Homeschooling – How on earth?

Heading into the world of homeschooling, I discovered it was full of many different methods and philosophies – quite mind-boggling for a beginner.  It reminds me of how overwhelmed I felt as a new mum – schedule/no schedule?  Sleep in their cot/ sleep in your bed? etc etc.

I found it fascinating reading about autonomous learning, or unschooling, where you let your child decide what to learn according to their interests.  I enjoyed looking through the many very beautifully put-together curricula (is that the plural?!) where practically everything is done for you, you simply get on with the learning!  I was quite taken with the idea of Five in a Row, where you read an excellent book for five days and study different aspects of the book each day, ie maths, literacy, social, science.  All these came at a cost however.

I didn’t really want to spend too much money (Bertie didn’t have regular employment at that point) and I also found it frustrating that the different options were all so American-based, as that is where the majority of homeschoolers are.  In the end, I purchased an English/Maths workbook and LissaLou and I worked through it on and off, otherwise using resources around us, such as library books and things online.  We were quite flexible with our days, and had plenty of ‘field trips’, making the most of our free museums and parks and Bertie unusually being at home in term-time!  At 6, 4 and 2, LissaLou did the most work, CassCass mainly learnt to read (with very little help from me!) and JoJo went from one tantrum to the next and struggled through potty training!  I also kept detailed notes for the first two years which have been interesting to read through, reminding me of the highs and lows of that time.

I can’t remember when I stumbled upon the Charlotte Mason philosophy in amongst all my reading.  It was one that appealed to me, as this English educator encouraged amongst other things starting formal learning later (about 6 years old), learning through reading excellent books and getting the child to narrate them back, short lessons (10 minutes!) and enjoying the outdoor world.  One of her principles is that we learn excellence by looking at excellence, and I find that this applies to so many aspects of life.  Want to learn to do something well?  Go learn from the best!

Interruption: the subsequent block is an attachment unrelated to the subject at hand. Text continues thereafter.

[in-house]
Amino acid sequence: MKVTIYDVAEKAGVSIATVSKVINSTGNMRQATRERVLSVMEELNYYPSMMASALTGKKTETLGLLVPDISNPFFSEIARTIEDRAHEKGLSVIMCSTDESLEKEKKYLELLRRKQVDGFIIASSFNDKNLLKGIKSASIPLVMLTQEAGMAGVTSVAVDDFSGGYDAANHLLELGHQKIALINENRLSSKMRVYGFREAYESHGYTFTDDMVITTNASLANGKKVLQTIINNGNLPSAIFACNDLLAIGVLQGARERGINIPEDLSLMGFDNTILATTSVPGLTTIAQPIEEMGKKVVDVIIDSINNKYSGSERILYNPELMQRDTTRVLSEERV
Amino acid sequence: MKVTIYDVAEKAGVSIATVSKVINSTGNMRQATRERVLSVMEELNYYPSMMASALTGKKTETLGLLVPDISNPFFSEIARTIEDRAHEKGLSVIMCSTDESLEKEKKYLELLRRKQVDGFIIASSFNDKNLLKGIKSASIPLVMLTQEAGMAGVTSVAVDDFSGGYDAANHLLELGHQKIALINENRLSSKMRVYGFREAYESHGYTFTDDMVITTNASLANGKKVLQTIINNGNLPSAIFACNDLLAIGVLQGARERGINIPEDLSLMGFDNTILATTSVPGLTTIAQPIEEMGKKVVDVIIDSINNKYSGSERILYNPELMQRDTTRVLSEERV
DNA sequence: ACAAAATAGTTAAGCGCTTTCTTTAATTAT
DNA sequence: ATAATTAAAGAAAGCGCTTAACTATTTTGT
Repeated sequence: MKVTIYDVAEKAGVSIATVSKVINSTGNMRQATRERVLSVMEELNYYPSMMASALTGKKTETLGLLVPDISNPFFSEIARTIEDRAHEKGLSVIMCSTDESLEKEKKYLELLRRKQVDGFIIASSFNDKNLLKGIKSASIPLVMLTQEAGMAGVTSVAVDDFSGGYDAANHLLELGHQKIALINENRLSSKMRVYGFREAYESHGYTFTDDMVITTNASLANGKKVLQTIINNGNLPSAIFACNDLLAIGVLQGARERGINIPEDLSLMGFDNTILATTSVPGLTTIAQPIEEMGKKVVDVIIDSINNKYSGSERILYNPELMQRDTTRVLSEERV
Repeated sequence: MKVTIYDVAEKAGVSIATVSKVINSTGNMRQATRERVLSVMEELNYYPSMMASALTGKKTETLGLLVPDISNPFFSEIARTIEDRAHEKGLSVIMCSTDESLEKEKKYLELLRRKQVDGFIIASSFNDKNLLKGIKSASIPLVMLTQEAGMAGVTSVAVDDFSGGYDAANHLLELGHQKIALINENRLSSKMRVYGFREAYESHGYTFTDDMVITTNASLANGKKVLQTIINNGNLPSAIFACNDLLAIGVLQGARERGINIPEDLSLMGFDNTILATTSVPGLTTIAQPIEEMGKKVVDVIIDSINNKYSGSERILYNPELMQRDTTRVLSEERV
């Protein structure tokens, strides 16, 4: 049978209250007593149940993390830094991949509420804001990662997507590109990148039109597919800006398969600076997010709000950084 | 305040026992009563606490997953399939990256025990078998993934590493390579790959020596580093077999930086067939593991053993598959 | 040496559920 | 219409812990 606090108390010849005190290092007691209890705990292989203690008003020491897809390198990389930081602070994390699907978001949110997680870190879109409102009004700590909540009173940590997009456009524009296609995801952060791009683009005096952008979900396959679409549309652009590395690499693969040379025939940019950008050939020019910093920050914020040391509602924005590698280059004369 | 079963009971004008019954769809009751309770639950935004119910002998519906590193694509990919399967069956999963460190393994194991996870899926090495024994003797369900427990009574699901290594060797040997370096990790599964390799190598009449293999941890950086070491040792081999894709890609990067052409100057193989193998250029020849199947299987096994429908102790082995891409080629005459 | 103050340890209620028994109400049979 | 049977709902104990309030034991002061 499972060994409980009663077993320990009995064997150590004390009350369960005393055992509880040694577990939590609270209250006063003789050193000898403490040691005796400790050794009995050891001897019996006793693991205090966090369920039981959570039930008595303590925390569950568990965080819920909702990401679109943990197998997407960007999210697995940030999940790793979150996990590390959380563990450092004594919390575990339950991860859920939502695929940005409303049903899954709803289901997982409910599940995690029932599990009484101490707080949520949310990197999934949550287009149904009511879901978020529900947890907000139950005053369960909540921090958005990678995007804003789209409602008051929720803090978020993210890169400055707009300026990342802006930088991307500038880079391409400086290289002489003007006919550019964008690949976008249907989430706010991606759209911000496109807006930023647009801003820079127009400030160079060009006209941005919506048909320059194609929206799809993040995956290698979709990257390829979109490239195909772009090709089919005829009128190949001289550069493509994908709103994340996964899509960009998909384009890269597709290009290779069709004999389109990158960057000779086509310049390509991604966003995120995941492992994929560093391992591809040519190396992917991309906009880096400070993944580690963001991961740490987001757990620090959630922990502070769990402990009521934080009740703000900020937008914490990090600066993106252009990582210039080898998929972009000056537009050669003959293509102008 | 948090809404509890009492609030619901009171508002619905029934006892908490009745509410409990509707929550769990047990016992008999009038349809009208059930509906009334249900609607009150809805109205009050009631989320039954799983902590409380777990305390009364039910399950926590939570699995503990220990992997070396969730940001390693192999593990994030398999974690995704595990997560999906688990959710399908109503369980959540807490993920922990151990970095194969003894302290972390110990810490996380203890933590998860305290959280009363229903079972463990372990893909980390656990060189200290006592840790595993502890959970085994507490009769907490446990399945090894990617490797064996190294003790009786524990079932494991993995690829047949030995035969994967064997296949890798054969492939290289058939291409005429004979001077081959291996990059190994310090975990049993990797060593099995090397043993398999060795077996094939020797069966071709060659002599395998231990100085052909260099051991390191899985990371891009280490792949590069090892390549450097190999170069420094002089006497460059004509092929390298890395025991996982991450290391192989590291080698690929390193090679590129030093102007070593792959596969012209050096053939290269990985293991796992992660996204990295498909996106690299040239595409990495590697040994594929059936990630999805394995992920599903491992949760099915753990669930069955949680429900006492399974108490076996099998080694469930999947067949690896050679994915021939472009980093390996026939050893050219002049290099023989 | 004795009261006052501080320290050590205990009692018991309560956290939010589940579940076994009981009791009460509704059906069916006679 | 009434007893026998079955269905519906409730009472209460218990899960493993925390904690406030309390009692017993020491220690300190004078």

I hadn’t really wanted to be too rigid in our learning, as that seemed too much like school and I like the idea of a free and easy life!  However, as I began to reflect, it struck me that firstly, if I don’t plan, things simply don’t happen.  Furthermore, I am naturally a structured person – I love having lists and ticking them off!  Finally, the children really seem to benefit and feel more comfortable with structure and routine in our life.  I have also been musing on the fact that living a free and easy life doesn’t necessarily help with learning discipline and the habit of seeing something through to its conclusion.  I love Charlotte Mason’s description of the educator’s job as putting a feast in front of a child and letting them taste as much as they are able from each dish; some take more, some take less, but they have all had the opportunity to taste of a broad and generous range of dishes made of excellent quality.  Taking the idea further, I guess such a feast does not just ‘happen’, plenty of preparation is involved!

As a result, I decided this year to actually follow a curriculum at long last!  But not one I had to buy, and one that I could still play around with to personalise it for us.  I opted for a mixture of two of my favourite homeschooling sites: Ambleside Online and Charlotte Mason Help.  These are such great resources, even if you don’t follow their curriculum or indeed homeschool, and we have so enjoyed all the new books we have discovered through them.  In addition, we have had a checklist up on the wall for LissaLou to tick off as we go along, and I suspect she has the same list-ticking tendencies as her mother!  It is certainly very encouraging to see  all that we have accomplished and get an idea of what remains to be done.  Or am I the only one who prefers to see the entirety of a mountain to be climbed, rather than getting to what I thought was the top and discovering there’s a whole new section of mountain to manage?

I do feel for LissaLou as, in true first-born style, she has been something of the guinea pig in all this.  Ironically, if I had been where I am at in my thinking now when I first started with her, I would have held her back in starting formally for a lot longer.  But it takes confidence to wait, and it is hard to combat the belief that we should have pages of filled-in sheets to show that we have been doing something, even if hands-on or mental work is actually so much better!  (The CM term is ‘busywork’ and I can see what she means…!)  CassCass is now 6 and definitely does less, but what she does is so much richer and more effective.  Ah well, we can only learn and gain confidence through experience, and LissaLou has definitely had the advantage of more one-to-one attention as well as having read so many great books with me!


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